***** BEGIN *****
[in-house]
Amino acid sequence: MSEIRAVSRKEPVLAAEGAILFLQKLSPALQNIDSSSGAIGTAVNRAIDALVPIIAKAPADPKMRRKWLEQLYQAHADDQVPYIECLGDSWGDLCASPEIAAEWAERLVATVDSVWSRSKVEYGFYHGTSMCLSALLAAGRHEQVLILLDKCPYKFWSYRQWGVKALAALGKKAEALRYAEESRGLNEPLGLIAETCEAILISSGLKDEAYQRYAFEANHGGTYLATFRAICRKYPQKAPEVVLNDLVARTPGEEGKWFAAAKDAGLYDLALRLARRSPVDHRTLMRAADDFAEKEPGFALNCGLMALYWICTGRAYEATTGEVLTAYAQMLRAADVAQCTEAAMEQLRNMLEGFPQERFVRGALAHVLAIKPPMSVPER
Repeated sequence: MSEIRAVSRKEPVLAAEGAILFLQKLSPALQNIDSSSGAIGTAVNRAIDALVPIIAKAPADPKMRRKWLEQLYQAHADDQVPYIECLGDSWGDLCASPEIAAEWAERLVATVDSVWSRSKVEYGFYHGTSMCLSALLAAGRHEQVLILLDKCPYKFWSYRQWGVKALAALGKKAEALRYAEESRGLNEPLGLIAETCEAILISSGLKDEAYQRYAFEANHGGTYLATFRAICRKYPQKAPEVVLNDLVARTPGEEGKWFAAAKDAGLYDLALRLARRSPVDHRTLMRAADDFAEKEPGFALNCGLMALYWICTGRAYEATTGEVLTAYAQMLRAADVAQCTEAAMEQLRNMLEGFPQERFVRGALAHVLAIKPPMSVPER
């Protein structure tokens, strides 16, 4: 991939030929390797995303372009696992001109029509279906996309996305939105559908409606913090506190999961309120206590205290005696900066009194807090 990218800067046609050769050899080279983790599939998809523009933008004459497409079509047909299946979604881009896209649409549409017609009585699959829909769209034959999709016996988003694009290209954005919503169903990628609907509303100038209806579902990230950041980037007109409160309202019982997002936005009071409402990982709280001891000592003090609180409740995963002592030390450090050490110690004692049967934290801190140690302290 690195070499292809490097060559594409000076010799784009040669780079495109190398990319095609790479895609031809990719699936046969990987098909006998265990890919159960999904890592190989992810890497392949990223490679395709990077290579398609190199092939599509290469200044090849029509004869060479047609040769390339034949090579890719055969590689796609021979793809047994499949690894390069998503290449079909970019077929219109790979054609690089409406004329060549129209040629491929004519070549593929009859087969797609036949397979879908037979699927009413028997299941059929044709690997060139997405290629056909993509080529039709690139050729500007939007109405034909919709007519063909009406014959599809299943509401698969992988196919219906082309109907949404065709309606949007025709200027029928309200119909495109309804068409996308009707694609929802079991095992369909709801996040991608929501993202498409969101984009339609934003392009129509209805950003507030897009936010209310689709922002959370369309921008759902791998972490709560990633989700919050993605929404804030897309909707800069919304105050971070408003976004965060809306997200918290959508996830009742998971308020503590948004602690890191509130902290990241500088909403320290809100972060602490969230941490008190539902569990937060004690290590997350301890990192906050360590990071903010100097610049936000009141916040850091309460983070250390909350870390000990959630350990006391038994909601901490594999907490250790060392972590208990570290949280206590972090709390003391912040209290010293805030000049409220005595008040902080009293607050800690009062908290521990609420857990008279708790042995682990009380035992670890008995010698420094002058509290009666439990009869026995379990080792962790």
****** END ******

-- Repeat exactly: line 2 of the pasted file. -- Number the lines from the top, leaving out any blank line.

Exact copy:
Amino acid sequence: MSEIRAVSRKEPVLAAEGAILFLQKLSPALQNIDSSSGAIGTAVNRAIDALVPIIAKAPADPKMRRKWLEQLYQAHADDQVPYIECLGDSWGDLCASPEIAAEWAERLVATVDSVWSRSKVEYGFYHGTSMCLSALLAAGRHEQVLILLDKCPYKFWSYRQWGVKALAALGKKAEALRYAEESRGLNEPLGLIAETCEAILISSGLKDEAYQRYAFEANHGGTYLATFRAICRKYPQKAPEVVLNDLVARTPGEEGKWFAAAKDAGLYDLALRLARRSPVDHRTLMRAADDFAEKEPGFALNCGLMALYWICTGRAYEATTGEVLTAYAQMLRAADVAQCTEAAMEQLRNMLEGFPQERFVRGALAHVLAIKPPMSVPER